The goal is authorial intent

When it comes to understanding the Bible, we are ultimately aiming to understand what the author was trying to convey. In the ultimate, inspired sense, we are trying to understand what God – the divine author – wants to communicate to us. In the human sense, we are trying to understand what Paul, John, James and the others are specifically trying to communicate in their particular writings. In the end, the human author’s purpose in writing, and therefore what they are trying to communicate, is God’s purpose in what he wants to communicate, being as he is the one who sovereignly guided what they ultimately wrote.

The problem is, though I think we understand authorial intent is the goal, because we are so used to dealing with the Bible in particular chunks (passages or, if you’re a poncey theologian, pericopes) that we often fail to get to grips with overall authorial intent and just focus on the passage in front of us. So, we do really think (rightly) that the writer is trying to convey something to us in this passage and want to understand his intention but then we just look in that particular passage to discover what that might be. Which, obviously, we need to look at the passage and the particular words used to get to whatever the author is intending to convey here, but what he is conveying here will make much more sense if we understand why he is writing the whole thing at all.

It is such a simple and yet vital thing to remember. The biblical writers had particular reasons they were writing what they wrote. Before we are likely to get to grips with the particular passage in front of us, it pays to figure out what they were writing the entire book for. Understanding the overall purpose of the book helps us to figure out the specific intention of including this particular passage in this particular place.

So, when we turn to the gospels for examples, we know that Matthew, Mark, Luke and John had particular emphases in mind. In at least two of them (Luke and John) we’re told explicitly what their overall purpose in writing is and I reckon Matthew is pretty obvious in his too beginning as he does in 1:1 telling us what he’s all about showing us. Mark is a bit more subtle requiring more digging, but looking at what he chooses to include, miss out, emphasise and focus on gives us some pretty big hints.

When we understand their purposes in writing their different gospels, we suddenly start to realise why some of them include particular things that others leave out, why they order the events differently and why certain things are emphasised differently across them. It is because of authorial intent that we don’t want to do too much ‘filling in the gaps’ across the gospels because the authorial intent of one is different to another and filling in those gaps might just throw us off what Matthew was specifically trying to convey rather than what, say, Luke wanted us to know.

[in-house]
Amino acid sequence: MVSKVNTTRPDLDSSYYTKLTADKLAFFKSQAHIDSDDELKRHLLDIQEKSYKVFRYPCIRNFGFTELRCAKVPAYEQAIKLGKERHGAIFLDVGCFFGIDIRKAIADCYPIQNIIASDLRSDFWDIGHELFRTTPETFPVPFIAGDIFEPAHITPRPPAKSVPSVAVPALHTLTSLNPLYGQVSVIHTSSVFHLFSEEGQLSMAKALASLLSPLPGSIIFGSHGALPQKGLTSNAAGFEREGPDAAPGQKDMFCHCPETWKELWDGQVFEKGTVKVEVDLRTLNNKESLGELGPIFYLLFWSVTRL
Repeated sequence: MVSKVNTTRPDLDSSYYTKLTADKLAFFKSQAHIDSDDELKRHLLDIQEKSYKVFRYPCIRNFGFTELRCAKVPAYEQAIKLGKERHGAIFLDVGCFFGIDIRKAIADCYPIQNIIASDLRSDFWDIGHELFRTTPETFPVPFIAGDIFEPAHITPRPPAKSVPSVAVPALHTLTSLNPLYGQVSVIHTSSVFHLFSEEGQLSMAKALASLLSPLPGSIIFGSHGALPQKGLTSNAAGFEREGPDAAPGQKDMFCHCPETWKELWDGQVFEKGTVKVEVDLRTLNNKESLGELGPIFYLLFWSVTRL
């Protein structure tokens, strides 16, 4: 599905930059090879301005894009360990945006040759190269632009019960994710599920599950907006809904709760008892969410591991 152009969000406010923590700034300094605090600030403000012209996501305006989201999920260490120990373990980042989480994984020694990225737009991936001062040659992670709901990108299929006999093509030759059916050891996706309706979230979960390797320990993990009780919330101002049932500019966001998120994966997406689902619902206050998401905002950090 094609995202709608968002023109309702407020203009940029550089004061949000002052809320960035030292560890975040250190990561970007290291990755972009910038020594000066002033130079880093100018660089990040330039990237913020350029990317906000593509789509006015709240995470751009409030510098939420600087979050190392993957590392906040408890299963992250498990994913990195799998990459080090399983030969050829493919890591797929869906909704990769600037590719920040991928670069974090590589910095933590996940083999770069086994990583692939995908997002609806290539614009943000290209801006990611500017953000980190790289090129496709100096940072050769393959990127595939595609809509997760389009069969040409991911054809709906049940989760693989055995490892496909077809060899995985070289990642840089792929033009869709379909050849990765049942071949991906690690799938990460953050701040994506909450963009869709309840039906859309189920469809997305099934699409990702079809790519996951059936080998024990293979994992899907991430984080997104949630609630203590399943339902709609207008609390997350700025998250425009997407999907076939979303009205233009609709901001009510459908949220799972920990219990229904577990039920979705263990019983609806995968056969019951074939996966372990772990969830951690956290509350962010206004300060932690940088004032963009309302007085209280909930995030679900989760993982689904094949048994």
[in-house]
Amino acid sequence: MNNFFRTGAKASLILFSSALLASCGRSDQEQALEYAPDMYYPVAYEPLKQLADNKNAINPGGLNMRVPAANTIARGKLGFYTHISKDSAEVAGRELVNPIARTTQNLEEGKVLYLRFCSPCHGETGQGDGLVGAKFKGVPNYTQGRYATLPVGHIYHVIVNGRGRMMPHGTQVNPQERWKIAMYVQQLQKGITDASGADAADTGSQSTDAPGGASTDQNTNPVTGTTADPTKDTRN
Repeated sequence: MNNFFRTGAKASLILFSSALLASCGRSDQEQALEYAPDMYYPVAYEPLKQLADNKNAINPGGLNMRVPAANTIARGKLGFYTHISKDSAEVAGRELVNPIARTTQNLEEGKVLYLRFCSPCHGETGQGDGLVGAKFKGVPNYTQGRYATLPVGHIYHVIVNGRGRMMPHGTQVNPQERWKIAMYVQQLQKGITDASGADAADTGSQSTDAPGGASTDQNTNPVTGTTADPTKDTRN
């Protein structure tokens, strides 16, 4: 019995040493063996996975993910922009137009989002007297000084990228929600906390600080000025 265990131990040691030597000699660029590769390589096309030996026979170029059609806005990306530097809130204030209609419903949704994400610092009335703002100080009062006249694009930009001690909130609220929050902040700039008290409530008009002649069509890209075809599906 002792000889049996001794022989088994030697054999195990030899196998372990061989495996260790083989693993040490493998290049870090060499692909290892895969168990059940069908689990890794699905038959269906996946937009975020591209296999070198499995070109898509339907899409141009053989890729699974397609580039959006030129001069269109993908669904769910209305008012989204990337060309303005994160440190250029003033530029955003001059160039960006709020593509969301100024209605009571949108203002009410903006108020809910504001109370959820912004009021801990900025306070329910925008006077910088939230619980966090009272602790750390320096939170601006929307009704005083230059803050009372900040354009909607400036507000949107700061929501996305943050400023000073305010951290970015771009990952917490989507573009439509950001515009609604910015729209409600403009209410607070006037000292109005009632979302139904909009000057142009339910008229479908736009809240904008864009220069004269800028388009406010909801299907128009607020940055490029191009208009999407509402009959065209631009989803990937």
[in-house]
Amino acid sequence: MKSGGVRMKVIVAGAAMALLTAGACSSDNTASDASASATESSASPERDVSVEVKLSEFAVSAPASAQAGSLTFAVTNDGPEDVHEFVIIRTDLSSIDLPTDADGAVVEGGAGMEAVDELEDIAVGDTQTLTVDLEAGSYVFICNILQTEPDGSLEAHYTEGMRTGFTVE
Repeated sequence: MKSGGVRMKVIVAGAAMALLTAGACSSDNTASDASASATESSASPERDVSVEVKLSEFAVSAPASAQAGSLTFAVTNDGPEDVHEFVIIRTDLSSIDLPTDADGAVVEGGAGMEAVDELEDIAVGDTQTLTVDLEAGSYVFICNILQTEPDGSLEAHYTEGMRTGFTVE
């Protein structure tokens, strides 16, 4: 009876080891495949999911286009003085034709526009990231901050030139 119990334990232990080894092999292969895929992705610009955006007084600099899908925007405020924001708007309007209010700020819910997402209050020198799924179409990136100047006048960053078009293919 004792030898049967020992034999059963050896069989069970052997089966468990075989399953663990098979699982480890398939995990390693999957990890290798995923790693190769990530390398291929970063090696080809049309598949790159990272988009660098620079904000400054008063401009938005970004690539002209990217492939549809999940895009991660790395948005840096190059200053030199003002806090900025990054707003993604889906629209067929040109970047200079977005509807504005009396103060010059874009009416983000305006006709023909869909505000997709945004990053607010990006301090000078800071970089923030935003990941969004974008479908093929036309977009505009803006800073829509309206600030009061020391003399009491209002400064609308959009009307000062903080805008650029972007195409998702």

Of course, if we understand that the Bible has one ultimate author, it won’t contradict itself. We do, in the end, need to synthesise what the different writers tell us. But we can’t synthesise what they variously tell us before we have understood what they are actually telling us. We have to understand the intent of this particular author before we can synthesise what he says with another author. We know they won’t contradict one another, we know their writing has been inspired and guided by God’s Spirit, but we have to understand their particular intent to understand what they are trying to communicate before we start delving into how they fit in with the others. In the end, we want to understand the authorial intent first and then understand how what they wanted to communicate fits in with what others intending to communicate.

But if authorial intent is the goal, we understand what God would say to us by understanding what the biblical writers would say to us. We understanding what the biblical writers are saying to us in this passage by understanding what their overall intention was in writing this entire book. I think we often miss this at our peril and end up interpreting bare words without the wider context of authorial intent across the book itself. But interpreting any given passage in line with the wider intention of the author gives us a good basis to understand what they actually intend to communicate here.


  1. How you preach through Song of Songs will obviously be governed by what you believe the authorial intent was in composing that song. It’s interesting how that has led to such widely different ways of handling that book, especially as ‘authorial intent’ purists struggle to work out from within the book alone what the original intent was. I’m curious to know what your take on that book is.

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